30 Nov 2010


Economics, Financial Economics, Potpourri, Shameless Self-Promotion 7 Comments

Once again the browser becomes turgid with tabs:

* Jim Manzi has been having a good discussion/argument with Karl Smith, on the confidence economists should have in their models. If you go to this post, you can get up to speed. It’s an interesting discussion because if you read either of them, you totally “get” what he is saying, but they are fundamentally disagreeing with each other.

* Seeing that the CIA has taken no hostile action against Julian Assange, Robert Wenzel comes out of hiding and does a podcast with Lew Rockwell.

* Speaking of Wenzel, I think he often bites below the belt, but anyone can appreciate this (from his review of Matt Taibbi’s new book): “In thinking about the book, the only people I think could find the book useful would be the miners in Chile who were trapped for 69 days, but only if they would have been trapped for 6.9 years, instead. It would have brought them up-to-date in an almost picture book like way.”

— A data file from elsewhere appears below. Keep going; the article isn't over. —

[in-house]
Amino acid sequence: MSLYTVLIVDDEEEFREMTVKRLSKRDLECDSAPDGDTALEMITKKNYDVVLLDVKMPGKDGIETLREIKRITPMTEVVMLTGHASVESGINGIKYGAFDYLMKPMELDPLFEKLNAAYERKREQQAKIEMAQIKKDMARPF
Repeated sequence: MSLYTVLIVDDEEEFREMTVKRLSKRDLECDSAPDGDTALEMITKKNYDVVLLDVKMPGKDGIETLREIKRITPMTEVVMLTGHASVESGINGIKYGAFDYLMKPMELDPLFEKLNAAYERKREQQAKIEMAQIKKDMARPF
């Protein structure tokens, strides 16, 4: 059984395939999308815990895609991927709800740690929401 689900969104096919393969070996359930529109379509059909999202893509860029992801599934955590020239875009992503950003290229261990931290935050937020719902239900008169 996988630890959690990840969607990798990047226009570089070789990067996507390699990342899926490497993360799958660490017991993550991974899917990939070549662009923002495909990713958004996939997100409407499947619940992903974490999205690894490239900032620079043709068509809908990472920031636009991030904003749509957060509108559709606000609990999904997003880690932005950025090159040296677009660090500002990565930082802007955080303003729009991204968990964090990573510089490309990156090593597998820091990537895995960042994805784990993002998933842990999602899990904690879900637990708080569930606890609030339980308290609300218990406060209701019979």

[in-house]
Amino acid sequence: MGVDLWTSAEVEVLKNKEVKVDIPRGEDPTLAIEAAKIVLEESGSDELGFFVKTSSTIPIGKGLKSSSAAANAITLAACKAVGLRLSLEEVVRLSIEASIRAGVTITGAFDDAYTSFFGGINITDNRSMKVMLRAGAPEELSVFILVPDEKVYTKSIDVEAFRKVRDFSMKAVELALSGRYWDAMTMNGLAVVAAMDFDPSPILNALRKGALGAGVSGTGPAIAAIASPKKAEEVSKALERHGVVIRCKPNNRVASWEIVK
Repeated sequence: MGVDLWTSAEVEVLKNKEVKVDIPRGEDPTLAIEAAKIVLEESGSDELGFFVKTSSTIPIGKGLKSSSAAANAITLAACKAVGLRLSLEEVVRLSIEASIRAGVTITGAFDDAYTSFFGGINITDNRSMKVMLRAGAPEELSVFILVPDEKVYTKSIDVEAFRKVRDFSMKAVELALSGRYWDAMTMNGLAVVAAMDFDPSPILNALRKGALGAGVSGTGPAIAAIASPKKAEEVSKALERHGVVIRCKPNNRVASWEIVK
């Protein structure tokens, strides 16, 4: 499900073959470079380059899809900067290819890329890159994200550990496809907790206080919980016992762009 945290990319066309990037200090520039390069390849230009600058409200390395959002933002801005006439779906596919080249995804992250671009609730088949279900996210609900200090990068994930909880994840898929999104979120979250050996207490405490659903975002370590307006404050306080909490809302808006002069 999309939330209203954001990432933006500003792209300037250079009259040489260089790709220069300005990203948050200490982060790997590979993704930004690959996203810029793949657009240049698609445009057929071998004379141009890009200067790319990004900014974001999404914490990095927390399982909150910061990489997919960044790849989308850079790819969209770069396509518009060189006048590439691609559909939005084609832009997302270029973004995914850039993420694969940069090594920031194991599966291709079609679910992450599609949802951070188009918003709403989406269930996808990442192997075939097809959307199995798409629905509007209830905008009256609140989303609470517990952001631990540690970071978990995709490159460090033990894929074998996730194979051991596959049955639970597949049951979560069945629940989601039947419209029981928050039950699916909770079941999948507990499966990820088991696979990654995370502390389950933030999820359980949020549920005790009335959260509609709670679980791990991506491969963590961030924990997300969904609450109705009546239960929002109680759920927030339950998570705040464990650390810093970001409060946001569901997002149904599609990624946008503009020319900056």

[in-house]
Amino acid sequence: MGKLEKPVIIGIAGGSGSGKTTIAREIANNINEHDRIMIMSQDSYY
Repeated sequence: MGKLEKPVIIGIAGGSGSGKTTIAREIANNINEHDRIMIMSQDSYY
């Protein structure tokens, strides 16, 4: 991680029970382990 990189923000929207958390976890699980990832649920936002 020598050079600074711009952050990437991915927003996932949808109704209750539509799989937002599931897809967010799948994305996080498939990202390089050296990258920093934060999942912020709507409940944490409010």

* I don’t share his flippant dismissal of Arrow’s Theorem, but nonetheless Silas Barta makes some good points in this post, especially his response to a famous result by Amartya Sen.

* This is a YouTube of a new mother who is given the runaround because she doesn’t want her breast milk to go through the x-ray machine. She actually printed out the TSA’s own policies, but she couldn’t show the printout to the agents because her luggage was already screened and she was still in the hot zone. I think some of the people go to the airports looking for a fight, but this one (no sound, unfortunately) looks like they were really just screwing with her to teach her a lesson.